{¶ 36} At the beginning of the recording, a cell phone display is shown, indicating the time and date as “11:54 AM, Tue, Dec 30,” and Pietrangelo's two-page typed public-records request is shown. The document is titled “Public Records Request,” is dated December 30, 2014, and states “via personal hand delivery to Avon Lake Police Department Safety Center.” During this part of the recording, Pietrangelo says, “OK, its 11:54 a.m., December 30, 2014, and I've got this public-records request, which I'm going to be—it's a two pager—hand-delivering to the police department here in a second.”

{¶ 37} Pietrangelo was carrying the camera, so the video is shot from his perspective. The recording shows Pietrangelo exiting a vehicle and walking past a sign that states “Police Department Municipal Court Entrance,” with an arrow pointing toward an entrance to an office building behind the sign. It is evident from the recorded movement that Pietrangelo is walking in the direction of the police department and toward this entrance. Pietrangelo then enters an office building, holding the document, and says, “Hi, Inspector Cipro. That's a request. I'm seeking more than just the reporter log, that's like an actual request, so I'm requesting everything the department has relative to that incident.” Thereafter, a voice different from Pietrangelo's responds, “OK.”

{¶ 38} The majority finds Pietrangelo's recording to be inconclusive and states that Pietrangelo can be heard speaking to another person, indicating the he was seeking all documents relating to the incident, but that neither he nor the other person are heard referring to a written request. Majority opinion at ¶ 26. I disagree; when all aspects of the recording are considered, both the video and audio, Pietrangelo does refer to the written request and has proved by clear and convincing evidence that he hand-delivered it.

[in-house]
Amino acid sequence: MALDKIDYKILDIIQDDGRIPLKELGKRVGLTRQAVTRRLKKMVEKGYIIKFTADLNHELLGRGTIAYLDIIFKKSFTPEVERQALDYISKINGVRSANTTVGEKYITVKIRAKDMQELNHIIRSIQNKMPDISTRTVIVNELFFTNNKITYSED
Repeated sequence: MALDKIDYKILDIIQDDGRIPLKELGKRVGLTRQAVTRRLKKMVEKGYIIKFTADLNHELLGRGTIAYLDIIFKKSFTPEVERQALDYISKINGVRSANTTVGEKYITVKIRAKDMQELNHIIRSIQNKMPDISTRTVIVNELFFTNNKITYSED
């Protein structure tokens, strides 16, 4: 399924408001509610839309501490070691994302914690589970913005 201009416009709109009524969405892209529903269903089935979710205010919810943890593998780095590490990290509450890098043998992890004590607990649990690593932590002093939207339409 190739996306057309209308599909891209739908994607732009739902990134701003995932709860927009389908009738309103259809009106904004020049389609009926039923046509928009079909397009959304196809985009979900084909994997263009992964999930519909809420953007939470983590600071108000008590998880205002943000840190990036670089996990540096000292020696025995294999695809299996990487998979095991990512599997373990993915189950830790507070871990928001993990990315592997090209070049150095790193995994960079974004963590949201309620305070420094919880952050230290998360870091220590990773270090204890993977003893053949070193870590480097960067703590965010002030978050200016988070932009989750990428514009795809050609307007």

{¶ 39} It is undisputed that Pietrangelo went to the police station on December 30, 2014. The recording establishes that Pietrangelo walked into the building, holding the document, and greeted “Inspector Cipro” and was not corrected with respect to the identity of the person he greeted. Therefore, it is reasonable to infer from the video that Pietrangelo was greeting Cipro after walking into the police station with the document on December 30, 2014. After greeting Cipro, Pietrangelo states, “That's a request.” In this context, “that” is a demonstrative pronoun; it refers to the document and conveys that the document is no longer in Pietrangelo's hand. See Chicago Manual of Style, Section 5.51, 217 (16th Ed.2010). Cipro's response of “OK” indicates an acknowledgement. Accordingly, it is reasonable to infer that Pietrangelo handed the document to Cipro and Cipro received it.

{¶ 40} A fair reading of the majority's interpretation of what happened is that Pietrangelo, a frequent public-records requester, failed to deliver his written request despite recording himself holding the written request and saying it was his intention to hand-deliver it to the police station, walking into a building located behind a sign for the police station, and informing another person within the building that he had a public-records request. This conclusion is unreasonable.

{¶ 41} Moreover, with its holding, the majority has imposed upon Pietrangelo a burden of proof that far exceeds the evidentiary standard needed for proving hand-delivery of a public-records request. The majority seems to require evidentiary proof above even the criminal standard of beyond a reasonable doubt and require incontrovertible evidence. Pietrangelo should take note of the burden placed upon him by the majority, and if he attempts a similar method to memorialize his hand-delivery of a public-records request in the future, he should be sure to capture himself handing the document to the employee of the entity from which he is seeking the public records.

{¶ 42} Nevertheless, as stated above, the standard of proof to be applied is clear and convincing evidence, Miller, 136 Ohio St.3d 350, 2013-Ohio-3720, 995 N.E.2d 1175, which is that measure of proof that “ ‘will produce in the mind of the trier of facts a firm belief or conviction as to the facts sought to be established,’ ” Husted, 123 Ohio St.3d 288, 2009-Ohio-5327, 915 N.E.2d 1215, ¶ 18, quoting Cross, 161 Ohio St. 469, 120 N.E.2d 118, paragraph three of the syllabus. Because Pietrangelo has demonstrated by clear and convincing evidence that he hand-delivered his public-records request and that Cipro received his public-records request, I would hold that he is entitled to statutory damages.

{¶ 43} Accordingly, I concur in part and dissent in part.